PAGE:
Along and just off Ferhadija, the main pedestrianized thoroughfare, are several points of interest. Dominating the skyline just west of the Bezistan bazaar is the twin-turreted Catholic cathedral dating from the 1880s, while, just behind here, along Mula Mustafa Baseskije, stands the central market place. It was here, on February 5, 1994, that 68 people were killed following a mortar attack in what became the war’s single most infamous incident; a blood red wall is inscribed with the names of all those who died. Adjacent to the cathedral, the superb Galerija 11/7/95 is dedicated to the memory of the victims of the 1995 Srebrenica massacre.
Baščaršija Nights bascarsijskenoci.ba. Ballet, theatre, music and art exhibitions throughout July.
Jazz Fest jazzfest.ba. Excellent jazz festival, with some stellar names, usually held in November.
MESS mess.ba. International, English-centred festival of theatre in October.
Sarajevo Film Festival sff.ba. In August, this is now one of the most prestigious film festivals in Europe, and largely focused on the region’s own output.
Saravejo Winter sarajevskazima.ba. Artistic festival (music, film, visual and performing arts) each February.
Modest in appearance, the Latin Bridge has some weighty history behind it – this was the scene of the assassination of Archduke Franz Ferdinand and, by extension, the start of World War I; a plaque on the wall indicates the exact spot where Ferdinand met his fate. Off its northern end, the small, one-room 1878–1918 Museum commemorates the incident, its most significant exhibits being the pistol used by the assassin, Gavrilo Princip, and the subsequent indictment against the perpetrators (there were seven in all). Across the Miljacka River you’ll see the fascinating Papagajka, a decaying yellow-and-green residential block apparently designed with hovercars in mind – this is how the Jetsons may have lived under Communism.
Most useful to travellers is a small area around Mula Mustafa Bašeskije, where you’ll find a couple of appealing markets – indoor and outdoor – and a few secondhand clothing stores. One recommended souvenir purchase is a Bosnian coffee set: while whole teams of Baščaršija stands sell cheap ones, Sprečo, at Kovači 15, offer beautiful hand-made copper-and-tin sets for around €30. Also try tracking down Butik Badem on Abadžiluk, which doles out superb Turkish sweets, dried mulberries, and a lot more besides.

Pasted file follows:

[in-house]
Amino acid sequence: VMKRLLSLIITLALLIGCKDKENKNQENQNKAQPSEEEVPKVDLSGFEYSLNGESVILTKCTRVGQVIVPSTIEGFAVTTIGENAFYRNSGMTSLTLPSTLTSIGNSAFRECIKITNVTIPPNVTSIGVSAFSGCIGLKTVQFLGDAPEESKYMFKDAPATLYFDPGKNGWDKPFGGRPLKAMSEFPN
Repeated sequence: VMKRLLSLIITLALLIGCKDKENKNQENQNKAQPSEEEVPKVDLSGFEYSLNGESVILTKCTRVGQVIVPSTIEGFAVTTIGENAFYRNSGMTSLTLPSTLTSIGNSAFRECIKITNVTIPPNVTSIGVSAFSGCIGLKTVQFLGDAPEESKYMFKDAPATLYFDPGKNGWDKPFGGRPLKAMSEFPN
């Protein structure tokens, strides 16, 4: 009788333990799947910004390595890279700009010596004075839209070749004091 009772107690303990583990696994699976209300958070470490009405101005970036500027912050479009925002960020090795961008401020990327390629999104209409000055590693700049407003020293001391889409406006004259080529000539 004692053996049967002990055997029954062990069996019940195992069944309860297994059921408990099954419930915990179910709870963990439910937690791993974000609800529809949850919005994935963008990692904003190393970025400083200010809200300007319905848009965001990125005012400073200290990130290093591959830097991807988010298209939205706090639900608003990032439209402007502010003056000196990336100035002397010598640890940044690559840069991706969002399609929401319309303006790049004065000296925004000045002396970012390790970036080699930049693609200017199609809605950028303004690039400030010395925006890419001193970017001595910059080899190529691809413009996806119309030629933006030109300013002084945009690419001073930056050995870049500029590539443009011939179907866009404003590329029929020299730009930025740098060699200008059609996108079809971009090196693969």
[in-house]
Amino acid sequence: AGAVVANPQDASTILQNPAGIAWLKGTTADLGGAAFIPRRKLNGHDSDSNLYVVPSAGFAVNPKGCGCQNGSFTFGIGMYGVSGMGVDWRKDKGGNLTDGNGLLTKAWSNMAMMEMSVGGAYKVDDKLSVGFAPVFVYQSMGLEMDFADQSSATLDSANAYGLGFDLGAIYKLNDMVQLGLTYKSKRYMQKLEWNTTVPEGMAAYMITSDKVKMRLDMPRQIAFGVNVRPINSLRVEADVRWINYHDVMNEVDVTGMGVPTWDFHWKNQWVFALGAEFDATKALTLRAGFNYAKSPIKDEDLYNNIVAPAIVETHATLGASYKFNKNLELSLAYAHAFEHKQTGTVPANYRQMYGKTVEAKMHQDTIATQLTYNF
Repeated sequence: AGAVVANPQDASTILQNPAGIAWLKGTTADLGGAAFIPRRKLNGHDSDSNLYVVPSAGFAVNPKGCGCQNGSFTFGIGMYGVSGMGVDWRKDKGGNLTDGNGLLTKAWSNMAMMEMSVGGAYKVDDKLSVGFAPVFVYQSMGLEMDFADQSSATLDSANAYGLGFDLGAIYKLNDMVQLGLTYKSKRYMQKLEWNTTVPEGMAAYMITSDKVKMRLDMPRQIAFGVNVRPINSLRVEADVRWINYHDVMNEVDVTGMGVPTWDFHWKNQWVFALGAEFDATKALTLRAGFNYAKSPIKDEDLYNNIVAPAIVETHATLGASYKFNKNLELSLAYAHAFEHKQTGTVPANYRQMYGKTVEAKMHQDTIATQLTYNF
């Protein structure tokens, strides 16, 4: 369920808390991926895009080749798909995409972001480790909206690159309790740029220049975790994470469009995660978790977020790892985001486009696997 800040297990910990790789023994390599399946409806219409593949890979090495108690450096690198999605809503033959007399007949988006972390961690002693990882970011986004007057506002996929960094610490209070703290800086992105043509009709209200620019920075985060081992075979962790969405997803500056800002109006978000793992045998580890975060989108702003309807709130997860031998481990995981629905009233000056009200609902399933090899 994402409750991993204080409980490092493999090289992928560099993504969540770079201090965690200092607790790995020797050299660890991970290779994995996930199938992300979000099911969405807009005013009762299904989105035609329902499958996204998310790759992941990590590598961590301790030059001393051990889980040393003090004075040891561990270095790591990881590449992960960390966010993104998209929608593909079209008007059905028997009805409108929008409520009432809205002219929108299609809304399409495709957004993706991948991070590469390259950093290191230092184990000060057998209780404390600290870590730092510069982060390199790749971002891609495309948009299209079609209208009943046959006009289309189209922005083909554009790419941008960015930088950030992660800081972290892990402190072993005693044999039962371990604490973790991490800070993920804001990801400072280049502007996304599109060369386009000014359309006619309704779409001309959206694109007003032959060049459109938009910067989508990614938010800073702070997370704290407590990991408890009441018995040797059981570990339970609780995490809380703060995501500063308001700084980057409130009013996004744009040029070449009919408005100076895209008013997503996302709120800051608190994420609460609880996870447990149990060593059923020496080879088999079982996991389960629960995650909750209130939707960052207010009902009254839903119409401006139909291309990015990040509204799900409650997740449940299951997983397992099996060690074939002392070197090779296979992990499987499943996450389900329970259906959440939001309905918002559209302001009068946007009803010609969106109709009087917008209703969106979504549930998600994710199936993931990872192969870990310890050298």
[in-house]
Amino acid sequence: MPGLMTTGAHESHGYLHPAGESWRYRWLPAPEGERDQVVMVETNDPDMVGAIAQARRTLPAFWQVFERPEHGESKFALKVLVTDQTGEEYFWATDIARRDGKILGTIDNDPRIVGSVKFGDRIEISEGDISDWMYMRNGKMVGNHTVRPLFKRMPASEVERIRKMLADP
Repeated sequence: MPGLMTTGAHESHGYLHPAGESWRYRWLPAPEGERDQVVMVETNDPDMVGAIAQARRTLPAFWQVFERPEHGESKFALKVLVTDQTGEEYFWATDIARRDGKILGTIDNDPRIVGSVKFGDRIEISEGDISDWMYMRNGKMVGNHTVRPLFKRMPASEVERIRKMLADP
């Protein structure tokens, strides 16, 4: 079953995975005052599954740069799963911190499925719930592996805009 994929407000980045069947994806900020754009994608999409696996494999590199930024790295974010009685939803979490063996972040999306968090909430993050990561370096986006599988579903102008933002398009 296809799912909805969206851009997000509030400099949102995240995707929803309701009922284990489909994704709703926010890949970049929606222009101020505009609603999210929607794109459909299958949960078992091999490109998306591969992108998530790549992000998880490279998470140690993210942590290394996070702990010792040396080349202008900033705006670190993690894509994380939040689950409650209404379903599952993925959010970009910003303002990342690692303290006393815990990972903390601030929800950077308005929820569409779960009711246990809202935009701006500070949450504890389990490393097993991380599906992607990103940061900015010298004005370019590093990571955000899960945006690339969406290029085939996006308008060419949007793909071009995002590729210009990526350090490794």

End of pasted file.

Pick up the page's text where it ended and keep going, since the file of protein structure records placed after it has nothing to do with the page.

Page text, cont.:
Well worth the fifteen-minute walk west of Baščaršija is the Historical Museum. Don’t be put off by the somewhat brutal exterior and shabby entrance, as the permanent exhibition detailing how Sarajevo functioned during the siege is sobering and superbly presented. The exhibits and photos are frequently harrowing, though the most striking aspect is the remarkable resourcefulness Sarajevans displayed, manifest in some ingeniously improvised implements for cooking, lighting, heating and the like. On the other side of the main road stands the Holiday Inn, a distinctive yellow building that was the city’s only functioning hotel during the siege, and as home to foreign journalists was also one of its safest places.
Of even greater importance during the siege was the tunnel under the airport, part of which is now open as the Tunnel Museum which can be visited on daily tours. During the siege, Sarajevo’s UN-held airport was the only break in the city’s surrounding ring of Serb forces – an 800m-long tunnel dug underneath the runways provided, for most locals, the only way into or out of the city. At the museum, you’ll be played a home-movie-style DVD that describes the tunnel’s creation, and the reasoning behind it, before being led through a small section of the now-collapsed route.